It was agreed that there should be a National DFI Council, to co-ordinate better the different DFIs and avoid overlaps and streamline them so that each has a specific strategic area for investment. These areas should be:

  • Industrial development
  • Infrastructure finance
  • Agricultural development
  • Housing finance
  • SME finance
  • Microfinance
  • Targeted groups (women, youth, disabled)

Agricultural reform and rural development

The Summit restated its commitment to accelerated land redistribution. A media report suggestion the opposite is totally groundless. There is under-utilisation of land and continued vertical integration and price fixing in the food chain. The willing buyer/willing seller clause has to be abandoned and access to water for irrigation made more equitably available for emerging farmers. 

There must also be a moratorium on the sale of government land for golf courses and game parks rather than agriculture.

It was agreed to consider re-establishing marketing boards, and to democratise customary land in order to make it more accessible to women.

Policy must be geared to increase food production and safeguard food security so that we rely less on imports.

In the meantime, emergency measures are needed to bring relief to those struggling with rising food prices.

An alliance task team, with government departments, must drive forward rural development, prioritising infrastructure.

Criminal justice system

The Summit discussed a report on serious shortcomings in the criminal justice system. It was agreed that it is an urgent priority to increase our capacity to fight crime. There needs to be a co-ordinated system that monitors each crime from reporting to conviction.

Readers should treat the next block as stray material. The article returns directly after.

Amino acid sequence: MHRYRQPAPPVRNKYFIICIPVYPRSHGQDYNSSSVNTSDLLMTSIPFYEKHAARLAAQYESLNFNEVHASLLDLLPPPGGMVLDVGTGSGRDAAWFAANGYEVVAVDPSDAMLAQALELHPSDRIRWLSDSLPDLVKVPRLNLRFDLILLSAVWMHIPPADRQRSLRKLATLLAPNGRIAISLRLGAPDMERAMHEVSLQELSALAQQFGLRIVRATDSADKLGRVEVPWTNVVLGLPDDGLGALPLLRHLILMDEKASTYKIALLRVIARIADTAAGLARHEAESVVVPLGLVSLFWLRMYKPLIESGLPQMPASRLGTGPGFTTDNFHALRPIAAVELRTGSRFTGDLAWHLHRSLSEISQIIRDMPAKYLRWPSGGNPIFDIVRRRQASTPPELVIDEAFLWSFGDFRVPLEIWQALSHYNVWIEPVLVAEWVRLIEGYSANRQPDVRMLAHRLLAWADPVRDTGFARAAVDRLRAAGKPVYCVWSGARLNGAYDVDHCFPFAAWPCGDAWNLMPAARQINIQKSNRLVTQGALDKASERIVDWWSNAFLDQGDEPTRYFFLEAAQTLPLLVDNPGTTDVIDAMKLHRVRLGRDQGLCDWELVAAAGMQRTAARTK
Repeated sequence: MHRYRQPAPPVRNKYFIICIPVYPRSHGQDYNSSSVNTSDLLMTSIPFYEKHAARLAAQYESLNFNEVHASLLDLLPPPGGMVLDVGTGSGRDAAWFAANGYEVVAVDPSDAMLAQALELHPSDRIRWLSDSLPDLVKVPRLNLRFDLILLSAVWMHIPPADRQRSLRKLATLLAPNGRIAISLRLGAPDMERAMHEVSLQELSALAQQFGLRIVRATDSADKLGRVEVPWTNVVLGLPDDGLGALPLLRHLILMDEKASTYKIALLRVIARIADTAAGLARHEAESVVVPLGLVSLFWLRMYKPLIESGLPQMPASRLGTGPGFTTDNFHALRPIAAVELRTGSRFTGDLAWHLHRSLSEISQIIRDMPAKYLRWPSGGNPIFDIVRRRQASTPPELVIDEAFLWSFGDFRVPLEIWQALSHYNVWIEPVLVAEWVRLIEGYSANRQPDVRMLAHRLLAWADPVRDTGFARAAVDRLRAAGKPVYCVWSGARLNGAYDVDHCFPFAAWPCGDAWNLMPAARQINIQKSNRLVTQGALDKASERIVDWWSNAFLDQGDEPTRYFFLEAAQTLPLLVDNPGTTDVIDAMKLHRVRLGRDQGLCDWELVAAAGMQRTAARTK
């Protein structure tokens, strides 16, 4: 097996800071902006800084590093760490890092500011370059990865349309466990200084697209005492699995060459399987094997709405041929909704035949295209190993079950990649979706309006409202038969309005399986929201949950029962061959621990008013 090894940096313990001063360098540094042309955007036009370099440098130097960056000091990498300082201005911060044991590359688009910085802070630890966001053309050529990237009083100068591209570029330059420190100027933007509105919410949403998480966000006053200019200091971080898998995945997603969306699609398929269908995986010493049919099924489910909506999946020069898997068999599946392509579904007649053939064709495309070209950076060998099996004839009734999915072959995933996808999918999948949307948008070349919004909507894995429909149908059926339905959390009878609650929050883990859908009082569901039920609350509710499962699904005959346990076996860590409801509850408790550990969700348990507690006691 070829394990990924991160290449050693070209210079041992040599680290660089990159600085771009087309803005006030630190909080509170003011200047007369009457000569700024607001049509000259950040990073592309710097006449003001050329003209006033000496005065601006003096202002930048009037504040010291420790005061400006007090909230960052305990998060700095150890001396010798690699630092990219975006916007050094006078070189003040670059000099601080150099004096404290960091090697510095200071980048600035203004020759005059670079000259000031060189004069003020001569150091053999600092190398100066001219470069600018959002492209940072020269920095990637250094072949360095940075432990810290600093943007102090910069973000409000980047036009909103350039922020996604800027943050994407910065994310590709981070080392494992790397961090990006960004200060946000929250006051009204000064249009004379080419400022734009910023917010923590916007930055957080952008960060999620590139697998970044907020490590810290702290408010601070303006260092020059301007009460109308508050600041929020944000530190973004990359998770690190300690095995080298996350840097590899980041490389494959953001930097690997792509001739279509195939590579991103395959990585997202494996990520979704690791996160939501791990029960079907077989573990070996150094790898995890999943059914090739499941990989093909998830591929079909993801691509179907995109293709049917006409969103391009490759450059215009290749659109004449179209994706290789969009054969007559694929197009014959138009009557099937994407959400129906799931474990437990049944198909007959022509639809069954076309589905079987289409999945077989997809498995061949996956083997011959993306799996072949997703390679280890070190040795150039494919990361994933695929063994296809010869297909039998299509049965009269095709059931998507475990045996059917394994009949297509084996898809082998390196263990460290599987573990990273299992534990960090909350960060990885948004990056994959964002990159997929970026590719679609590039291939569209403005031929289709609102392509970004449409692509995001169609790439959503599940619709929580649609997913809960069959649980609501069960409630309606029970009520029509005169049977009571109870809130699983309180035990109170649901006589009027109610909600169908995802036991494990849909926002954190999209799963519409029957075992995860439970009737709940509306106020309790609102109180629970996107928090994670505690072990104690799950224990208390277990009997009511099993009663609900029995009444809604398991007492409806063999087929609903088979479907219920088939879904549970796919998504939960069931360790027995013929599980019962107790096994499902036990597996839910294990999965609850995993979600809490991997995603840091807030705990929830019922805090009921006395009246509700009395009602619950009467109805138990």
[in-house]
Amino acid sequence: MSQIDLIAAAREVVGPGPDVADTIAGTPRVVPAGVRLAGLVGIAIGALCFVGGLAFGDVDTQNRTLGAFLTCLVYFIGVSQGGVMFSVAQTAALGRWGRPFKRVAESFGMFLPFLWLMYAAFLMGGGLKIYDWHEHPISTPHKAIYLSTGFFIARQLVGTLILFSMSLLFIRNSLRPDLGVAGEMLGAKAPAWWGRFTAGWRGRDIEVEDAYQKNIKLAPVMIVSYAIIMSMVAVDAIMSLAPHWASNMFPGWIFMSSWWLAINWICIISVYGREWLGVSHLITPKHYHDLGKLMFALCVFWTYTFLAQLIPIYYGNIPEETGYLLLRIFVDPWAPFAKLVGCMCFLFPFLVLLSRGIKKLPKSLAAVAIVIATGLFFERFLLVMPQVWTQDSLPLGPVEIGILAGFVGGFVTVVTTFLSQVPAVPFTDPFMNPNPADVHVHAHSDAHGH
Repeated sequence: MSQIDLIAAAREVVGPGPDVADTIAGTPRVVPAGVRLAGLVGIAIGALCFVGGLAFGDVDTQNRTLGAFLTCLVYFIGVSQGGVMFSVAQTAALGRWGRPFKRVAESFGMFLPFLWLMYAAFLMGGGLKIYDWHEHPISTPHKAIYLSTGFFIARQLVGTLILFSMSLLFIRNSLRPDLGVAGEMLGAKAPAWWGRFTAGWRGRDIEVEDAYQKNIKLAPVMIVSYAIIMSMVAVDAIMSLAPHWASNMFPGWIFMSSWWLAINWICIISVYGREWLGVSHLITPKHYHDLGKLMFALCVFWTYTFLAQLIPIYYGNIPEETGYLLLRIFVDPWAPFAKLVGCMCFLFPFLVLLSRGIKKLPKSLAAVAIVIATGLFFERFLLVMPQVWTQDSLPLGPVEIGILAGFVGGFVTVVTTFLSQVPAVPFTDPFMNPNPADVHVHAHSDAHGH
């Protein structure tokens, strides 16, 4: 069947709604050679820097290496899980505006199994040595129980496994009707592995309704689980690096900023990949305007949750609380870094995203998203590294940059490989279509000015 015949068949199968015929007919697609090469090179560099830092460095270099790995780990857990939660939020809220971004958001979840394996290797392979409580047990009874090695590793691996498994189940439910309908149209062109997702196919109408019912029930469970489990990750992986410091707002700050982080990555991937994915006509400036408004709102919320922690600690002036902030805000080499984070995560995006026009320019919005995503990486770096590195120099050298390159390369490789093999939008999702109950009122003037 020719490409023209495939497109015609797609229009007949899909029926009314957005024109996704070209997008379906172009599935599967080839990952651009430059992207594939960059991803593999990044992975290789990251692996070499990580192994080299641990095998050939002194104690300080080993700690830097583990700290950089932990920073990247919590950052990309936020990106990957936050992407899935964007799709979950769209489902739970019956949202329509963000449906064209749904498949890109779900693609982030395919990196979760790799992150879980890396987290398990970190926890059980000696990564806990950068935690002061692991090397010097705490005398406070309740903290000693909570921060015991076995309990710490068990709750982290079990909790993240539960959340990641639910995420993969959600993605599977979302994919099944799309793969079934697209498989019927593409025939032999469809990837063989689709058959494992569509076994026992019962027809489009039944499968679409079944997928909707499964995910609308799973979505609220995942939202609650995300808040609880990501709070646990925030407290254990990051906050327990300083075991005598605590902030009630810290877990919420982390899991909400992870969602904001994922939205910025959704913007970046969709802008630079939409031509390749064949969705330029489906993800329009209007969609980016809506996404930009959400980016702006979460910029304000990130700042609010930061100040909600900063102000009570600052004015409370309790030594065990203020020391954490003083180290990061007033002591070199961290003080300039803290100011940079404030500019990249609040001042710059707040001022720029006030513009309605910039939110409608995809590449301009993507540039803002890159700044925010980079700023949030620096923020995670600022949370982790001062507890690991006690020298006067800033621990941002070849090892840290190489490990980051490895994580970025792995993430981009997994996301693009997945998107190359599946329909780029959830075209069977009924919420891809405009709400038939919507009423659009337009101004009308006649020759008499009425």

The process must be people-driven and people-based. If the police and courts are to regain the trust of the people, they must be seen to be serving all people equitably and efficiently. That is why visible policing is so important. 

Macroeconomic policy

The meeting agreed that policy must be guided by the Freedom Charter call that “The people shall share in the country’s wealth”. Decisive action is required to transform the patterns of wealth production and distribution

Macroeconomic policy needs to support economic development and employment creation. Interest rate policy, while continuing to be directed at containing inflation should also be sensitive to its impact on the productive economy and employment. The priority, in line with the Polokwane resolutions, is to create decent jobs and combat poverty and unemployment.

It was agreed that the systemic crisis in the global economy could have serious short-term repercussions for South Africa but could ultimately mark a watershed in the world balance of forces, and close the chapter of the ‘Washington Consensus’. We must identify threats in advance and take defensive measures.

Source: South African Communist Party